A recent study suggests that procrastination could be a result of how our brains are wired. According to an article in the BBC, Procrastination is all pretty much in the mind of the person.
The article quotes a study that has identified two areas of the brain that determine whether we are more likely to get on with a task or continually put it off.
Researchers used a survey and scans of 264 people’s brains to measure how proactive they were to analyze the reasons for procrastinating. Rather than being about managing time, procrastination is actually about managing emotions, according to experts.
According to the study, it was found that the amygdala – an almond-shaped structure in the temporal lobe that processes our emotions and controls our motivation – was larger in procrastinators. Similarly, there were also poorer connections between the amygdala and a part of the brain called the dorsal anterior cingulate cortex (DACC).
“Individuals with a larger amygdala may be more anxious about the negative consequences of an action – they tend to hesitate and put off things,” one of the authors of the study said.
This basically means that those with larger amygdale think of the consequences of procrastinating, while others don’t and let their emotions take over.
“This study provides physiological evidence of the problem procrastinators have with emotional control,” experts said. Activities like mindfulness meditation is said to help this problem according to doctors. This provides proof that changing the brain is possible and that the brain of a person changes during their lifespan.
Here are some top tips for procrastinators:
Understand why you are procrastinating.
Sometimes it is easy to identify the underlying reason while other times it may be hard, but if you can understand why you are putting off a certain task, it can help you tackle it better.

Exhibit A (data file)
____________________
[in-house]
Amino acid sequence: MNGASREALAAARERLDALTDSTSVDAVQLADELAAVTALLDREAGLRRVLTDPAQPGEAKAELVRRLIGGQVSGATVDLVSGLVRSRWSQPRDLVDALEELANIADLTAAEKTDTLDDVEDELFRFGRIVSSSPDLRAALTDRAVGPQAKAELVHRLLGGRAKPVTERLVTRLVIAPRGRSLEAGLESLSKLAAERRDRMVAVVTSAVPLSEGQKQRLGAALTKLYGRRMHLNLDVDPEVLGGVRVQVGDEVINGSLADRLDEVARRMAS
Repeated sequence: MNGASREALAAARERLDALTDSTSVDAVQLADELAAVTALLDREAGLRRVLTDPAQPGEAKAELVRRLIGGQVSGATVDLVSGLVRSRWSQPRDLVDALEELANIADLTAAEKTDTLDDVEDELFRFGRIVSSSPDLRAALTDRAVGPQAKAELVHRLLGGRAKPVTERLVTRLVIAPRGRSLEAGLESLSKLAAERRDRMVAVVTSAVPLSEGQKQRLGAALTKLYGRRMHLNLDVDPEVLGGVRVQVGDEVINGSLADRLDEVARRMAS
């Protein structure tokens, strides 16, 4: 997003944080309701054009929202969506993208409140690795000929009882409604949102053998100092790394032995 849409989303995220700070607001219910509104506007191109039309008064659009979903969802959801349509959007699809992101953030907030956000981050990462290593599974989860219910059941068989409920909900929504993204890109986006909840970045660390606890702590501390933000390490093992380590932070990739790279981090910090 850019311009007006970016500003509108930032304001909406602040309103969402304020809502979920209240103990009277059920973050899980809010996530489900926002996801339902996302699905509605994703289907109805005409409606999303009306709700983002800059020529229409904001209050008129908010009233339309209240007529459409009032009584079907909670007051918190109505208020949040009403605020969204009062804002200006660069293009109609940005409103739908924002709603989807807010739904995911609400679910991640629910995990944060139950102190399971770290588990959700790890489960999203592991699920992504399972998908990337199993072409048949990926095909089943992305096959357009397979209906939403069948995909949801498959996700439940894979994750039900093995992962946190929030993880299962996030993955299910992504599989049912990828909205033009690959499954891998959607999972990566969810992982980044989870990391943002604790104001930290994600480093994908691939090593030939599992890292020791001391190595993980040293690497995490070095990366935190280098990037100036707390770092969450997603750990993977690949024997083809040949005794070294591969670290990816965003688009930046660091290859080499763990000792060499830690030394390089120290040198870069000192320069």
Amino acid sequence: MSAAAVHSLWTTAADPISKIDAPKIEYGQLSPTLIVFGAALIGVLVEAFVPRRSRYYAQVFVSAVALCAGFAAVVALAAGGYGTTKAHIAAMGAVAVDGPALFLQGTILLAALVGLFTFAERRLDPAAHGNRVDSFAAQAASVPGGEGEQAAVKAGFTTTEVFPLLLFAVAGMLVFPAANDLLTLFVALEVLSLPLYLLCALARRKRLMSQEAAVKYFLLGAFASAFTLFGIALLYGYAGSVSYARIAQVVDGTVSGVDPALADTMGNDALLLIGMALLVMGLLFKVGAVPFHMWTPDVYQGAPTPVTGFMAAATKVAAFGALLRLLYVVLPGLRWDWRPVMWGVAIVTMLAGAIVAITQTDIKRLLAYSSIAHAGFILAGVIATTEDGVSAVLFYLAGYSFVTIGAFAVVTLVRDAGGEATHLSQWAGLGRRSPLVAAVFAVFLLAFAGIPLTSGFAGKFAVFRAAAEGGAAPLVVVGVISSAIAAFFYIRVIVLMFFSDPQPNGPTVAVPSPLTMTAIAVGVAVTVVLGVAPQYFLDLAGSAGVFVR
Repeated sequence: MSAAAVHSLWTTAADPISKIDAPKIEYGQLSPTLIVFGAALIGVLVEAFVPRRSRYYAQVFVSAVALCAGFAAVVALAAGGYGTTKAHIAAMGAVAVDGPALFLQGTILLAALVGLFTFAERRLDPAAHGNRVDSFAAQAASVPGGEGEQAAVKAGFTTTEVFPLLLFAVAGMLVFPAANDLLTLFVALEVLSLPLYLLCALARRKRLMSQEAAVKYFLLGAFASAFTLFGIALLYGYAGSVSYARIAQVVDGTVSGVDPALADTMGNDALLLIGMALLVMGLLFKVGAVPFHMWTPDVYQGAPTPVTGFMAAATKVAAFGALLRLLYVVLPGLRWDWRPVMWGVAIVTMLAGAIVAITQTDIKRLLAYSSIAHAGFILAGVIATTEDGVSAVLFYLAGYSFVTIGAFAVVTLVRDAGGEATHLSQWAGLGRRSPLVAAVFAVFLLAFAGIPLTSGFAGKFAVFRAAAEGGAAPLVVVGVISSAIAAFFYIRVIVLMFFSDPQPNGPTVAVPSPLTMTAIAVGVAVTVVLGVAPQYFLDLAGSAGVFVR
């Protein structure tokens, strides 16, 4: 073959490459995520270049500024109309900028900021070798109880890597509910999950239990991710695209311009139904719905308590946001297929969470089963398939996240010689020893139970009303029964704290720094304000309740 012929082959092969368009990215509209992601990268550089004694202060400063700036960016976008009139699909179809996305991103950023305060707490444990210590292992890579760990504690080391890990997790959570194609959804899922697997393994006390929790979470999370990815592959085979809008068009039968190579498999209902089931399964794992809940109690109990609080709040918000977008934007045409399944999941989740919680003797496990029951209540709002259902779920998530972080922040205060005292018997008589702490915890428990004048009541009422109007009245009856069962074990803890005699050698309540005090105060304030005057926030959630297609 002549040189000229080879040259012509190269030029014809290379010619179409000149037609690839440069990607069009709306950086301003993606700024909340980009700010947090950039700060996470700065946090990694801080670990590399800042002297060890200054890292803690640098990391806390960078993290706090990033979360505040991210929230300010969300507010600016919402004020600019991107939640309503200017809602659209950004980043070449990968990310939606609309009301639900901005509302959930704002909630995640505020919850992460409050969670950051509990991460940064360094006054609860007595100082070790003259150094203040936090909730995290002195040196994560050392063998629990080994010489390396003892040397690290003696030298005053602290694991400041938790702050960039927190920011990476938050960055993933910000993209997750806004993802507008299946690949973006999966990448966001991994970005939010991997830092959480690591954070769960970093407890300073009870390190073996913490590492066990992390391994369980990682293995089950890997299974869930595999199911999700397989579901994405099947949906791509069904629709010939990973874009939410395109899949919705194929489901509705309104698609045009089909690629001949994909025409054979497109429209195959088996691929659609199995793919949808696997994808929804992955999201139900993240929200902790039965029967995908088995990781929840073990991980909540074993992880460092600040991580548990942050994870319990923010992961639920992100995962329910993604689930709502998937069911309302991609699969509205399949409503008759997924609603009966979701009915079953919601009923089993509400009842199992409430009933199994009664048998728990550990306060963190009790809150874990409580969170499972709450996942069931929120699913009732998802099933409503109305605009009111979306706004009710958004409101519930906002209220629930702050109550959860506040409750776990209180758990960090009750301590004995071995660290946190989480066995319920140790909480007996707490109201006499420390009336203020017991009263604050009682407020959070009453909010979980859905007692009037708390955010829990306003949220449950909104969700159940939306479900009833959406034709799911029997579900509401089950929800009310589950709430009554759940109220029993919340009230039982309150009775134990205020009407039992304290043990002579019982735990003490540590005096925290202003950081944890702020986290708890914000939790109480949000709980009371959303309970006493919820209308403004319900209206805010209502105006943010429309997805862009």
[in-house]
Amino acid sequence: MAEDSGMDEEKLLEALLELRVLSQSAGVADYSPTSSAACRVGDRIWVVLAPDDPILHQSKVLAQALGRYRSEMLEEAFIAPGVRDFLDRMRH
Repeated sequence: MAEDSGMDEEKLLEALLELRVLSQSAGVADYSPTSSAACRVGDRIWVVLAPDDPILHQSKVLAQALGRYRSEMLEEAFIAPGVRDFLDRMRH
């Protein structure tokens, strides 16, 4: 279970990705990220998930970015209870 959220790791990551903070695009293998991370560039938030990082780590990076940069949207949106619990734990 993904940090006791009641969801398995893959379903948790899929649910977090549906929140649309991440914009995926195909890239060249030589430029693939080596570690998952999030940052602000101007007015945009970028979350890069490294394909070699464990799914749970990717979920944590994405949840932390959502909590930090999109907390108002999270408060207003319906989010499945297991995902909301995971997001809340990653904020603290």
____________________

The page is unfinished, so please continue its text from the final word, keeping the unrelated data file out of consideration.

Writing down your goal can help you achieve them.
Keep a daily ‘To-Do’ list that will help you keep track of all your tasks. Use a timer to complete tasks in time and schedule breaks so you don’t end up zoning out or taking a longer than necessary break.
Find out your cause of distraction and deal with it.
Putting away your phone can help you get a lot of work done without distractions. If you find you are distracted if there is music playing in the background, they turn off the music.
Prioritize – Sometimes people feel they are very busy and they are.
However, they fail to get important work done in time. Prioritizing the tasks at hand is very important and can be the reason many people finish tasks earlier than others doing the same task.
Sometimes you can be very hard on yourself, don’t punish yourself for procrastinating but rather tell yourself the benefits of getting the tasks done early next time.
Breaking down the work into smaller chunks can be a good way to avoid procrastination.
Keep a timer running for 10-15 minutes depending on the task and work till the timer is running and then allow yourself to take a short break before setting up the timer for the next task.
Start off your day with the most daunting task.
That way you will feel like you have already achieved a lot when you complete that task.
Perfectionists can sometimes have a hard time getting started.
Tell yourself the goal is to get the task done not to have a perfectly executed task.
Plan a reward that you will give yourself when the task is completed.
It could be proportionate to the task and can be anything from a glass of cold milk, a walk in the park to some flowers or chocolate. Incentives are a great way to avoid procrastination.
Stay organized and have all information related to your tasks written down or saved somewhere so you can refer to it quickly.
We hope our tips will help you stop procrastinating and start working.